Red Hook Houses residents say that construction to repair damage sustained during Superstorm Sandy has created unsafe blind spots near building entrances. Photo: Ben Fractenberg/THE CITY

Sandy deluged the complex, located in a sea-level neighborhood next to Brooklyn’s Buttermilk Channel. Senior citizens and people with disabilities were trapped in upper floors for three weeks, unable to get out of their dark, cold apartments because every elevator was out of service.

With FEMA money, NYCHA plans to install new boilers and electrical equipment on roofs or in waterproof rooms. Housing officials also intend to add stand-by generators, fix up playgrounds and sidewalks, restore basements, install new roofing and even put in new door locks.

But Red Hook’s Sandy rehab — scheduled to begin in April 2016 — didn’t start until August 2017, more than two years after FEMA funding announcement.

And last week, the development’s green space was dominated by fenced-off storage areas for equipment and supplies. The fencing, omnipresent scaffolding and boilers in front of some buildings have created a warren of tunnels that tenants call a security hazard.

Red Hook Houses tenant leader Nahisha McCoy says long-delayed post-Sandy repair work has created security hazards at the Brooklyn complex.
Red Hook Houses tenant leader Nahisha McCoy says long-delayed post-Sandy repair work has created security hazards at the Brooklyn complex. Photo: Ben Fractenberg/THE CITY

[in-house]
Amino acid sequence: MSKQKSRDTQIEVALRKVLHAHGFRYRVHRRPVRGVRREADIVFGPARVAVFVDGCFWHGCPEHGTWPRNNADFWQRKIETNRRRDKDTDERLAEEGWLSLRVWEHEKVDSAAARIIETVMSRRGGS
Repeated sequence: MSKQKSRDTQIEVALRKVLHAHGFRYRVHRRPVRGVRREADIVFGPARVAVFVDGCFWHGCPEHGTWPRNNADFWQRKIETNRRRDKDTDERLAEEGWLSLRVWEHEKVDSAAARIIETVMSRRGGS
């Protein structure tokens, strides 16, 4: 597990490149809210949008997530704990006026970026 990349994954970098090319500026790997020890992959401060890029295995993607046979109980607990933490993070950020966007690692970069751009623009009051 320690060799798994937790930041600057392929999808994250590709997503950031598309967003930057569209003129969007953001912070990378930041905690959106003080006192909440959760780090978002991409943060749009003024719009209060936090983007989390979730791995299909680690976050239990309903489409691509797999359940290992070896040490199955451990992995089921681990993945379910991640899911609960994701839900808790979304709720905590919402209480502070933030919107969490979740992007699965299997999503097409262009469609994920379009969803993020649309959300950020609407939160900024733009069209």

“It looks like Rikers Island,” said Nahisha McCoy, 45, who retired on disability after working as a 911 dispatcher.

“I’ve been living here for 21 years. I’ve never been afraid to walk in Red Hook, til they put this up,” she added. “They have these things up on the street but at night, you can’t see around the corners when you’re going into the buildings. So if something happens, the (security) cameras are blocked.”

Contractor’s Proposals Eyed

The mission to rehab the Red Hook Houses also led to a city Department of Investigation probe into bills submitted by one of the contractors NYCHA hired to get the job done.

Jacobs Project Manager was tapped as construction manager to oversee the contractors performing Sandy-related work at multiple NYCHA developments. One project was to supervise the restoration of the Red Hook Houses senior center, which Sandy wiped out.

DOI found two proposals by Jacobs dated the same day in June 2016: one for $89,000 for 15 weeks of work, and another for $512,000 for 40 weeks of work, according to a 2018 DOI report obtained by THE CITY. NYCHA approved the more expensive plan.